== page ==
Above is the cover photo for her most recent book, A Killer Slice, the third installment in the Saucy Lucy series. Below is Cindy's post about persevering in her publishing career. Please leave a comment for Cindy to let her know what you think, and feel free to ask her any questions you want about the post, her books, or her life as a writer.
My first two books, The Saucy Lucy Murders, and Paws-itively Guilty, published by Medallion Press, gave me the courage to call myself a novelist. However, it felt like the forward momentum in my writing career came to a grinding halt when Medallion passed on the third installment. Such is the world of publishing. Still, this is a disappointment that is never for any writer easy to accept.
As time went on, many fans of the books contacted me, wondering if they would see more of the sleuthing sisters, Lexie and Lucy. Since I had already written the third book in the Saucy Lucy Mystery series, A Killer Slice, I decided, after much research, to contract with Amazon’s CreateSpace to publish the title on my own. This is a decision I have not regretted. To see the joy on people’s faces as they receive yet one more book of this fun series makes it all worthwhile. And my local independent book seller here in Cheyenne, Wyoming, City News Book Store, has been more than supportive in helping me keep all three of the books available for readers.
Back in August, after I had forged my way into the land of the Indie publishing world, Blaze McRob, co-owner of Angelic Knight Press, contacted me. He wondered if I had a publisher, and what manuscripts I might currently have available.
A few years previously, I had finished a novel titled, The Seven-Year Witch, and I sent it to Blaze’s staff to see if they would be interested. To my delight, they loved the book, and within days I signed with them to publish it. This was a lovely surprise that came on the heels of my decision to walk alone in the publishing world for a while. Angelic Knight Press is producing some pretty great books these days, and I’m honored to be a team member and to have them support my writing career.
The Seven-Year Witch will be out in the next month or so, and I’m getting pretty excited. My editor, Stacey Turner, sent a sneak peak of the cover art, created by artist Rebecca Treadway. It is oh so lovely, with a depiction of my witch in a sexy dress and high heels. I can hardly wait to see the finished artwork, and actually hold the book in my hands. Rebecca produced such tantalizing cover art that my husband, who is not into leisure reading because he reads so much at work, took one look at my saucy, golden-haired witch and announced, “I’m going to read this one, honey.” That’s quite a compliment from the man who hasn’t even cracked the cover of my other books!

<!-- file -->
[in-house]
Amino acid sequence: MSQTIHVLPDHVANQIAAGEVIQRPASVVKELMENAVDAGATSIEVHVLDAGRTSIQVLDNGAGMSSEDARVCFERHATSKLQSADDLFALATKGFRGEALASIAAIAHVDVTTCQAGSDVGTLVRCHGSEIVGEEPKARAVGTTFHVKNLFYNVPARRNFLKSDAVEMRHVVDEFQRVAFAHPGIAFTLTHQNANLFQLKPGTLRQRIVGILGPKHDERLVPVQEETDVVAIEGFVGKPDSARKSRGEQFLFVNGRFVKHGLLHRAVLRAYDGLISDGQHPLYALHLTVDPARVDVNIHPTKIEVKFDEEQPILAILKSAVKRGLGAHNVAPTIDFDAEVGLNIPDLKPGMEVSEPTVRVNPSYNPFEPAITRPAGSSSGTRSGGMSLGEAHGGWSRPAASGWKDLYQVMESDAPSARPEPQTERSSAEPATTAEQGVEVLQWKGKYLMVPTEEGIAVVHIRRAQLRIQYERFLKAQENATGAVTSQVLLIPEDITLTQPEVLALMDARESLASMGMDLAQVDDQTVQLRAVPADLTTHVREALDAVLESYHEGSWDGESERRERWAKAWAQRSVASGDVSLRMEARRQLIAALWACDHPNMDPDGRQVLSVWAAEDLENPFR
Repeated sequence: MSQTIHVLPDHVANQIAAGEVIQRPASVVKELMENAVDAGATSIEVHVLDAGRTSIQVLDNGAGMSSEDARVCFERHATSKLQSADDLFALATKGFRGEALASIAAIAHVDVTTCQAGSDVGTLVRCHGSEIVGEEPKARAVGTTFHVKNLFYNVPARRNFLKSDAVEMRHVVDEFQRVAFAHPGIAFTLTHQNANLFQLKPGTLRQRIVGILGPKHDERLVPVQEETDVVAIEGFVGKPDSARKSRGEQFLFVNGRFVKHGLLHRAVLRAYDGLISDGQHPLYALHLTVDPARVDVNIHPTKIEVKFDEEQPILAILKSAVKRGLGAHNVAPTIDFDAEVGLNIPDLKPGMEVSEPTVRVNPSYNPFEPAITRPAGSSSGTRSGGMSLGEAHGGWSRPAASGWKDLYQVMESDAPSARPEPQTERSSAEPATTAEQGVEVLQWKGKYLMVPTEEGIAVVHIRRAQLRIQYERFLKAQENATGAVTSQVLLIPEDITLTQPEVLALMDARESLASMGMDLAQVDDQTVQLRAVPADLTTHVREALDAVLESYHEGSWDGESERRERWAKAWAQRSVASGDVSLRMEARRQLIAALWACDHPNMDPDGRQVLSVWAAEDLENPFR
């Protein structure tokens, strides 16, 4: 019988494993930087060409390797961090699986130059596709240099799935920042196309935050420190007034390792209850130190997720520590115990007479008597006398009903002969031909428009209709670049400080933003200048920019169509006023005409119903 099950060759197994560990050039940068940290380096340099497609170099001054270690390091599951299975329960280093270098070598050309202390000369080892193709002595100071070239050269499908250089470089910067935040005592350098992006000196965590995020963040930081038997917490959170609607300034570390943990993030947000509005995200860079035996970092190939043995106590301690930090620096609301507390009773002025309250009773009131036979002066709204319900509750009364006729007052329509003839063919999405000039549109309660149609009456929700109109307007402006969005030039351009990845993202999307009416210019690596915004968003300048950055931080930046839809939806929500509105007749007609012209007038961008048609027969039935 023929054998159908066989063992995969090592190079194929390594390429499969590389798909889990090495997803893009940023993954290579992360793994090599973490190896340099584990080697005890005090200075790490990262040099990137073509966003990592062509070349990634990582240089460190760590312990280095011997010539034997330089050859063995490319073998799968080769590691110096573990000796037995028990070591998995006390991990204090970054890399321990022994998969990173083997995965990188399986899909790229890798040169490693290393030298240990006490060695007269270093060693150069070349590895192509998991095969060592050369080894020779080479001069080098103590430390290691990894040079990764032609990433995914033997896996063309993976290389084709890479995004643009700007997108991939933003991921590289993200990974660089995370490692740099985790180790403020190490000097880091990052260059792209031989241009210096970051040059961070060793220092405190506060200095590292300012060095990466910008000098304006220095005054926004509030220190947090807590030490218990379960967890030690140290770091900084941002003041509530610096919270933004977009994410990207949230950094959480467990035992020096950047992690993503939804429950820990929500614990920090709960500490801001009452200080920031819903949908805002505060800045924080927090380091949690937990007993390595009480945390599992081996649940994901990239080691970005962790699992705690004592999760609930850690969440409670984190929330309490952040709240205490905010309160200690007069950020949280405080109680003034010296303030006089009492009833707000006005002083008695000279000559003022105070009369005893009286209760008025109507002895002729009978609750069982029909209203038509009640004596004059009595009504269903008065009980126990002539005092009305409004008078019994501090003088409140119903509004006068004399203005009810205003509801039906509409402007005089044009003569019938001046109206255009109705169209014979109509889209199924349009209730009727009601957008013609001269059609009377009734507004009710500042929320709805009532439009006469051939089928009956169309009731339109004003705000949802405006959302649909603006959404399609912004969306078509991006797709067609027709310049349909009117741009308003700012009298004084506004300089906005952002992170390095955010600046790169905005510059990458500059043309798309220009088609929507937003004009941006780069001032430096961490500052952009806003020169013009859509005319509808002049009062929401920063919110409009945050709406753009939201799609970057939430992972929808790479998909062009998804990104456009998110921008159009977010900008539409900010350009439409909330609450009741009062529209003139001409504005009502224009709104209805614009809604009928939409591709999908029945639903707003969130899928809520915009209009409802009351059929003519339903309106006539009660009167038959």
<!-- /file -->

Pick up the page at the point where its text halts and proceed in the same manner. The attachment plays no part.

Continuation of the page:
A little background: I wrote The Seven-Year Witch during a frustrating point in my life, just as I did with my Saucy Lucy books. When I'm down about something, I want to laugh like the dickens. So I spent about eight months, butt planted in my office chair every morning from 4:00–7:00 a.m., snickering and giggling as Miranda Rose, novice witch of the Wysteria, Oregon, Hedge Haven clan came to life. I enjoyed the characters so much that I believe I channeled good vibes onto the written page.
While the Saucy Lucy series has amateur sleuths, sisters Lexie and Lucy, solving murders in the small, fictional Wyoming town of Moose Creek Junction, The Seven-Year Witch is completely different. This is a fun story about a young novice witch, Miranda Rose, who has been assigned by the Supreme Witch's Council to track down the wizard who is holding the legendary Philosopher's Stone. Once the task is completed, Miranda will be eligible to be promoted to high witch—a lifelong dream. Her parents and her six sisters are highly accomplished, and she desperately wishes to join their ranks.
With the deadline to find the stone fast approaching, Miranda travels back in time to the year 1877, and finds the tower where the wizard is holding the stone. He refuses to relinquish the gem and zaps her out the window. She lands in an abandoned field not too far from Merry Olde London, shaken to the bone and covered in soot.
On his way home from a tavern late that evening, Sir Maxwell Chadwick, the Duke of Pellamshire, sees a fiery ball of light streak across the midnight sky. Curious when it lands near the road, he pulls over his carriage and climbs out to investigate. He never expects to find a bedraggled woman in the field, much less a beautiful witch desperately in need of his seductive charms. Needless to say, sparks fly!
The interesting thing I’ve learned about all of this is that as authors, we must believe in ourselves and our work. I’ve also learned that books may not always sell at exactly the time we want them to sell. Meanwhile, we’ve got to be ready to pitch and promote them to publishers whenever the opportunity arises. Never believe a book is dead, even though publishers might not be biting when you’re marketing it. All it takes is the right one to see it at the right time, and it may finally get the opportunity to move off your jump drive and onto the page.
Always keep in mind the famous phrase, “It ain’t over till the fat lady sings.”
For more information about when The Seven-Year Witch will be available for purchase, you can go to Angelic Knight Press’s website.
Thanks, Cindy, for sharing your publishing journey! Does anyone have a story to share about your own travails and triumphs in publishing or do you have a question for Cindy? Fire away!